As far as the card, the foul did happen, he popped the guy in the face, whether that is “violent” is a judgment call the ref made. This is not a phantom headbutt or punch. He connected, the ref thought a red was “fair.” You are wanting to re-argue the red and I think when there was a foul to see we shouldn’t re-argue it afterwards.

          • Travis says:

            He most certainly did not pop the guy in the face, you should look at the play again. He never made any contact above shoulders.

            • Travis says:

              nevermind looks like he made a slight contact pushing off, was fairly clearly not violent and the red card was bs to begin with.

          • Dan says:

            Gargan had no reaction whatsoever so I doubt that “popped the guy in the face” is an accurate description. But it did look violent and with intent. I think a week or two ago they suspended a player after the fact for throwing an elbow that didn’t connect. I think that’s a better comparison which does still bring up the point of there being a possible double standard.

          • Ives Galarcep says:

            There was no “popping him.” All Alonso did was try and get Gargan’s arms off him and he whirled his arms to get Gargan’s hands off him. There was never a punch thrown.

  2. QuakerOtis says:

    Seriously, when is MLS going to fix the officiating? They’re reversing or adding suspensions on a near-weekly basis. This call was particularly ridiculous.

    For the sake of the quality of play and integrity of the league, instead of adding more retirement-age players, MLS should create DP spots for officials and hire outside the USSF if at all possible.

    We should also expand the talent pool to include women. Even if you (somehow) think that no women refs can run as fast as these male officials, or that women officials can’t stand up to these male athletes, I can’t imagine they’d all make worse calls or lose control of a match faster than guys like Marufo or Salazar. There seem to be plenty of women playing the game at a high level. Can’t imagine there’s that much of a gap in the realm of officiating, if there is a gap at all.

    • Charles says:

      Yawn. Another guy complaining after a reversal, where they use video that the ref didn’t have in heat of the moment. Maybe they called the ref and he said yeah reverse it ? Do we know they didn’t ?

      I do agree with your woman refs comment. This not the EPL with Ian D sexist commentator announcing, ( poor lady was only a line judge too ) the US can and should handle having women refs….

    • Jose from the Bay says:

      we need Chinese, Korean, Australian, Chilean, Brazilian, Scandinavian, Slovakian, LGBT, MRT, SLA …

      we need everyone represented. I am upset that every group is not represented.

      • QuakerOtis says:

        No one said anything about being inclusive of various identities or rising to a “PC” standard. I asked that we expand the talent pool to include people who CAN do the work, since those currently performing it aren’t exactly rising to the minimum standard. Nothing more. Some people see “PC Police” where only common sense exists. Makes you wonder.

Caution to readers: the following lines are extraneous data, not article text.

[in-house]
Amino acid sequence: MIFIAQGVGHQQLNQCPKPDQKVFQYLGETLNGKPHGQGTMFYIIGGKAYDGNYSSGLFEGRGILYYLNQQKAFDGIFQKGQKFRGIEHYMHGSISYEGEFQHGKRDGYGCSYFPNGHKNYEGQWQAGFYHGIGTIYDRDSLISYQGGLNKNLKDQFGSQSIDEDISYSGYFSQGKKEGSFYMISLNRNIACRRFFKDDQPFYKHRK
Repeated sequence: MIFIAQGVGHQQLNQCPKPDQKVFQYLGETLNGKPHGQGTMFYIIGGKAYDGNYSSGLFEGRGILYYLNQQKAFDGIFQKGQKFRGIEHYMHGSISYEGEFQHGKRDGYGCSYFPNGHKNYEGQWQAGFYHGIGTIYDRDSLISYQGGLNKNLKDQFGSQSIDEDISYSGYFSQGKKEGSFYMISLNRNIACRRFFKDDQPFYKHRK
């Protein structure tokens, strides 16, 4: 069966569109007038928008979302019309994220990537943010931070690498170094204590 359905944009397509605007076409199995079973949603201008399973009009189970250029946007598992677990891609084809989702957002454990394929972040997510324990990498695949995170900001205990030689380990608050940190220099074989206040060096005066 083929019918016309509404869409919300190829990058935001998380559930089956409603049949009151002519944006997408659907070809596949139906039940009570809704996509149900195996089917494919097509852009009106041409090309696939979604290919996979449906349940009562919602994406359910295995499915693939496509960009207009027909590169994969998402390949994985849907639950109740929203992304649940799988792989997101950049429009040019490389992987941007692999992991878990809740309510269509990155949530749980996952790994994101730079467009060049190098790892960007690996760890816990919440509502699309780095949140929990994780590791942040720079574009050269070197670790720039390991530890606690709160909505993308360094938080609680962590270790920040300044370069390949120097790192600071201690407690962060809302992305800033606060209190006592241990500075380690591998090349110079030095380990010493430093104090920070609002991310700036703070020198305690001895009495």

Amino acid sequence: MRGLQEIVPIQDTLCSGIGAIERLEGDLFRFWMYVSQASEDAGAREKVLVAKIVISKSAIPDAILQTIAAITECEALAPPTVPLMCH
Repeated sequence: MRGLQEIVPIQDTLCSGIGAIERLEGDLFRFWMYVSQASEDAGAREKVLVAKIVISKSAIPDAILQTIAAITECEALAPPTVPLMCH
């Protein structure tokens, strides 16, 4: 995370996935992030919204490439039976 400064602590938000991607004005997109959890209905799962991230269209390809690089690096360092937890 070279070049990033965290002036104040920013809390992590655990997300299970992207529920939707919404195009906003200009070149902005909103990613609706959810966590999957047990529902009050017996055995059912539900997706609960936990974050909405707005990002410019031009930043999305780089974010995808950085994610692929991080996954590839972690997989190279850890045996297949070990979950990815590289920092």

• QuakerOtis says:

        Or have I misunderstood you?

  3. QuakerOtis says:

    Sure, we all benefit from video where refs don’t, and it’s easy to pick apart any ref’s performance with the benefit of hindsight and replay. It would be unfair to do that all the time, or take one call and blow this out of proportion.

    I don’t feel I am at all unreasonable here. While other readers may routinely complain about this or that call, this is, for me, the first complaint. And from there, it’s not just one call that irks me; it’s the rate, the frequency of these corrections that is a problem. The rate suggests that there’s more than a lack of video technology hampering MLS officials.

    Also, while the player talent has drastically improved since I started watching the league regularly (around 2002) the officiating has lagged. This fan wants to see the league make as creative an effort to improve officiating as it did in improving the level of play. I think Garber and Co. can do this and so they should.

    • QuakerOtis says:

      Meant in reply to Charles.

    • Capstone says:

      You make an interesting point about officiating vs. level of play. The level of play has increased dramatically while the officiating has remained stagnant at best. I wonder why that is?

      • Older & Wiser says:

        It is awfully easy to complain about officiating and very difficult to do it really well. In fact, I did not appreciate that fully until I began to referee games. My mens’ league relies on a system of referee evaluations to weed out referees who are not up to standard. It is a process that takes time and relies on managers completing evaluations, but it has improved the referee pool, albeit slowly.

      • Dustin says:

        Ummm no it hasn’t. Firstly the level of play is still pretty crap, and this game was a great example of that. Our performance in international play that matters is also another example of how our players aren’t getting better. The best players we have come from other leagues.

        You don’t remember the early days of the MLS when it was basically bench clearing brawls and surrounding the referees constantly. The reffing was terrible in the early days and it’s much better now.